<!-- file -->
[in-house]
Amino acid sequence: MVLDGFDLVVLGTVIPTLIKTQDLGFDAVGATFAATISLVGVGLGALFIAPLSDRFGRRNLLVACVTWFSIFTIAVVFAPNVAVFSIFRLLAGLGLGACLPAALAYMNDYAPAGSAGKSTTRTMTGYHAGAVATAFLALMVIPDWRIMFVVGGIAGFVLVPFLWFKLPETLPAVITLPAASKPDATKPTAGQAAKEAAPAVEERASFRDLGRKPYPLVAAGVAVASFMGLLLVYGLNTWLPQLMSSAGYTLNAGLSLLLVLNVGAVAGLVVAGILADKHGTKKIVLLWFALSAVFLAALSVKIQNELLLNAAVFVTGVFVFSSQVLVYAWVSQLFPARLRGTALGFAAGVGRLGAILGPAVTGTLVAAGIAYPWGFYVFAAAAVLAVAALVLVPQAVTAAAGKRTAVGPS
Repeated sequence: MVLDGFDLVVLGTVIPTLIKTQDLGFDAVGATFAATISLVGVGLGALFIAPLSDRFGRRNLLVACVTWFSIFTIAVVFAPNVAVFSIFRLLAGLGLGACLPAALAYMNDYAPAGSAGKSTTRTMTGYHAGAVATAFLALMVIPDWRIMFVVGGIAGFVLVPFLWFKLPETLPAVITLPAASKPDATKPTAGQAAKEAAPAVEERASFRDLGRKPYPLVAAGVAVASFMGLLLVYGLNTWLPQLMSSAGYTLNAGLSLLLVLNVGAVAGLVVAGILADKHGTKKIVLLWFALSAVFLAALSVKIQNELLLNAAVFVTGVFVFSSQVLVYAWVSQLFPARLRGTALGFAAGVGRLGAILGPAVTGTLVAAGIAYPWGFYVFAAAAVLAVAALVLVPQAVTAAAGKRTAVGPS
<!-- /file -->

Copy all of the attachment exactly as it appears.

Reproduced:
[in-house]
Amino acid sequence: MVLDGFDLVVLGTVIPTLIKTQDLGFDAVGATFAATISLVGVGLGALFIAPLSDRFGRRNLLVACVTWFSIFTIAVVFAPNVAVFSIFRLLAGLGLGACLPAALAYMNDYAPAGSAGKSTTRTMTGYHAGAVATAFLALMVIPDWRIMFVVGGIAGFVLVPFLWFKLPETLPAVITLPAASKPDATKPTAGQAAKEAAPAVEERASFRDLGRKPYPLVAAGVAVASFMGLLLVYGLNTWLPQLMSSAGYTLNAGLSLLLVLNVGAVAGLVVAGILADKHGTKKIVLLWFALSAVFLAALSVKIQNELLLNAAVFVTGVFVFSSQVLVYAWVSQLFPARLRGTALGFAAGVGRLGAILGPAVTGTLVAAGIAYPWGFYVFAAAAVLAVAALVLVPQAVTAAAGKRTAVGPS
Repeated sequence: MVLDGFDLVVLGTVIPTLIKTQDLGFDAVGATFAATISLVGVGLGALFIAPLSDRFGRRNLLVACVTWFSIFTIAVVFAPNVAVFSIFRLLAGLGLGACLPAALAYMNDYAPAGSAGKSTTRTMTGYHAGAVATAFLALMVIPDWRIMFVVGGIAGFVLVPFLWFKLPETLPAVITLPAASKPDATKPTAGQAAKEAAPAVEERASFRDLGRKPYPLVAAGVAVASFMGLLLVYGLNTWLPQLMSSAGYTLNAGLSLLLVLNVGAVAGLVVAGILADKHGTKKIVLLWFALSAVFLAALSVKIQNELLLNAAVFVTGVFVFSSQVLVYAWVSQLFPARLRGTALGFAAGVGRLGAILGPAVTGTLVAAGIAYPWGFYVFAAAAVLAVAALVLVPQAVTAAAGKRTAVGPS